A case of choroidal neovascular membrane in 6-year-old boy with juvenile idiopathic arthritis
© The Author(s). 2017
Received: 9 June 2017
Accepted: 20 September 2017
Published: 30 September 2017
The purpose of this study is to report a case of choroidal neovascular membrane (CNVM) in a patient of juvenile idiopathic arthritis (JIA).
The design of this study is an interventional case report.
A 6-year-old boy, a known patient of JIA, presented with a complaint of redness and ocular pain with mild diminution of vision in his left eye. Fundus examination revealed a CNVM with retinal thickening and subretinal fluid which was confirmed on OCT. Treatment with intravitreal injection of anti-VEGF (ranibizumab) and oral immunosuppressive showed resolution of the CNVM.
The result of this study is a successful treatment of CNVM with a single anti-VEGF injection and systemic immunosuppression.
Although a rare complication, CNVM can occur in patients with JIA.
Choroidal neovascular membrane (CNVM) is a vision-robbing complication of uveitis. It is characterized by pathologic blood vessel growth from the choroid across Bruch’s membrane into the retina and often resulting in central vision loss. The incidence of CNVM due to uveitis has been reported to 2% and usually affects young individuals . The prevalence of CNVM secondary to uveitis varies among different uveitic entities but is most commonly reported in patients with posterior uveitis and panuveitis [1–3]. CNVM in intermediate uveitis is relatively uncommon but has been reported in literature [4–6]. CNVM can occur as a result of any pathologic process that involves RPE and Bruch’s membrane .
Juvenile idiopathic arthritis (JIA) is the most common extraocular disease associated with uveitis in children. JIA-associated uveitis has plethora of clinical presentations and considered as a significant cause of ocular morbidity in children. Various complications have been reported to be associated with JIA: band keratopathy, cataract, glaucoma, ocular hypotony, and vision-robbing maculopathies like macular edema and epiretinal membrane. To the best of our knowledge, CNVM secondary to JIA has not been yet reported in literature. We, in hitherto, report a case of CNVM in a patient of JIA.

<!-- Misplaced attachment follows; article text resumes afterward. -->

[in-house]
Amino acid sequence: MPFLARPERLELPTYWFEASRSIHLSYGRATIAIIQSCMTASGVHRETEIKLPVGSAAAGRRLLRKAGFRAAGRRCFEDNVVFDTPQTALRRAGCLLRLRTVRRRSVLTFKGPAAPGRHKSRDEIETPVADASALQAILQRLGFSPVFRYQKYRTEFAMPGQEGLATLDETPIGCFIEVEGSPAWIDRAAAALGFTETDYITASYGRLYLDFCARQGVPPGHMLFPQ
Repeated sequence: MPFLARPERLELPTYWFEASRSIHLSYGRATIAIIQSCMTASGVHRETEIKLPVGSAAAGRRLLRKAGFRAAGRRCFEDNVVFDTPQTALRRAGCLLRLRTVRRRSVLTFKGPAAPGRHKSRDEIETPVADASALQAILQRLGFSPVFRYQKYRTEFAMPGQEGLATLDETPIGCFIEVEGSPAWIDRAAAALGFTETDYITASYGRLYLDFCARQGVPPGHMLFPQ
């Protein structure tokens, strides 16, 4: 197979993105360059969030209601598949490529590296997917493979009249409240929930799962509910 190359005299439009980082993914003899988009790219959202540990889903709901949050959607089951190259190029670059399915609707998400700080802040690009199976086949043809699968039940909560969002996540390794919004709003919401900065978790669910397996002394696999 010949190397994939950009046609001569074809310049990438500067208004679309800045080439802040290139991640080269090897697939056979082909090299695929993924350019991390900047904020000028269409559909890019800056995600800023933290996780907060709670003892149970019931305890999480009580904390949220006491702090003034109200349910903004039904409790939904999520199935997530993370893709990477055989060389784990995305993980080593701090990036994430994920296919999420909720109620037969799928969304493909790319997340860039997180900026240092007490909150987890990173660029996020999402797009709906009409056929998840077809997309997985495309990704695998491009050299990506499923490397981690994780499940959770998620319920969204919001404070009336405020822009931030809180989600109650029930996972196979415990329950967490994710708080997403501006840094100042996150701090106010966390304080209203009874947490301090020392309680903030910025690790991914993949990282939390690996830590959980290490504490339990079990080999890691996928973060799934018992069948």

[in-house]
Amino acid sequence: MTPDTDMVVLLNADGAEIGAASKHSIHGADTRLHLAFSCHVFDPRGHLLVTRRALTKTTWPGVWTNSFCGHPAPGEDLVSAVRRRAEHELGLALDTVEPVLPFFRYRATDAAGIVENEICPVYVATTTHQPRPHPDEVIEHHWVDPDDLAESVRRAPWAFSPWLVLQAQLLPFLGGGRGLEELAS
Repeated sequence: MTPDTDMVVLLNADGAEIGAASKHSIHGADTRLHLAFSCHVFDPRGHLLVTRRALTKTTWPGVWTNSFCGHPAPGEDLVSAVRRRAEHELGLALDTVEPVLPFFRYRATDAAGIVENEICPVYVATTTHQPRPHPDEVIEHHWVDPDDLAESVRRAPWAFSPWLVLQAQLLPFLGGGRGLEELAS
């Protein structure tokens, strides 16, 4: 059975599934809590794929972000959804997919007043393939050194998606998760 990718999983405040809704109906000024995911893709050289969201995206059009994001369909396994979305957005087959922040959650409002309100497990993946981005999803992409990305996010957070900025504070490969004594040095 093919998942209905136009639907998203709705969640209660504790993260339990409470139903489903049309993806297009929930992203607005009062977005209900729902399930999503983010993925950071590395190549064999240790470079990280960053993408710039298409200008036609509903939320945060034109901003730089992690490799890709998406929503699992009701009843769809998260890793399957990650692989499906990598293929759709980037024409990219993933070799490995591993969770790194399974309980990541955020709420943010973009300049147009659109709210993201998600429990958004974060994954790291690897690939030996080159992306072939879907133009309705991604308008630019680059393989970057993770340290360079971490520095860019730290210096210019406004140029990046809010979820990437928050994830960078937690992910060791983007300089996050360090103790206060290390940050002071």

Literature on posterior segment involvement in JIA is relatively rare [8–11]. Macular involvement in JIA might be much more common than has been reported in literature. In a retrospective review of 67 patients with JIA, 37.1% had posterior complications, 13.8% had macular edema, 12% papillitis, 6.8% epiretinal membrane, 2.5% retinal vasculitis, and 1.7% retinal detachment . In a cross-sectional prospective study in 62 eyes of 38 patients with JIA-associated uveitis, maculopathy was noted in 82% of the eyes . This study highlights the importance of optical coherence tomography, which can detect subtle macular changes that are not identifiable on biomicroscopy.
Our findings of CNVM in a child with JIA may be explained with the concept that CNVM is driven at least in part by the intraocular inflammation. CNVM is relatively uncommon among patients with anterior and intermediate uveitis but not rare [6, 12]. Breakdown of blood-retinal barrier and the role of several inflammatory and vasoactive peptides have been implicated as the cause of macular edema in JIA . Our case clearly demonstrated OCT and angiographic evidence of CNVM in a patient of JIA in the absence of other identifiable causes. Based on our finding, we conclude that CNVM is a rare complication of JIA and usually have a favorable outcome if diagnosed early and treated with anti-VEGF and systemic immunosuppression.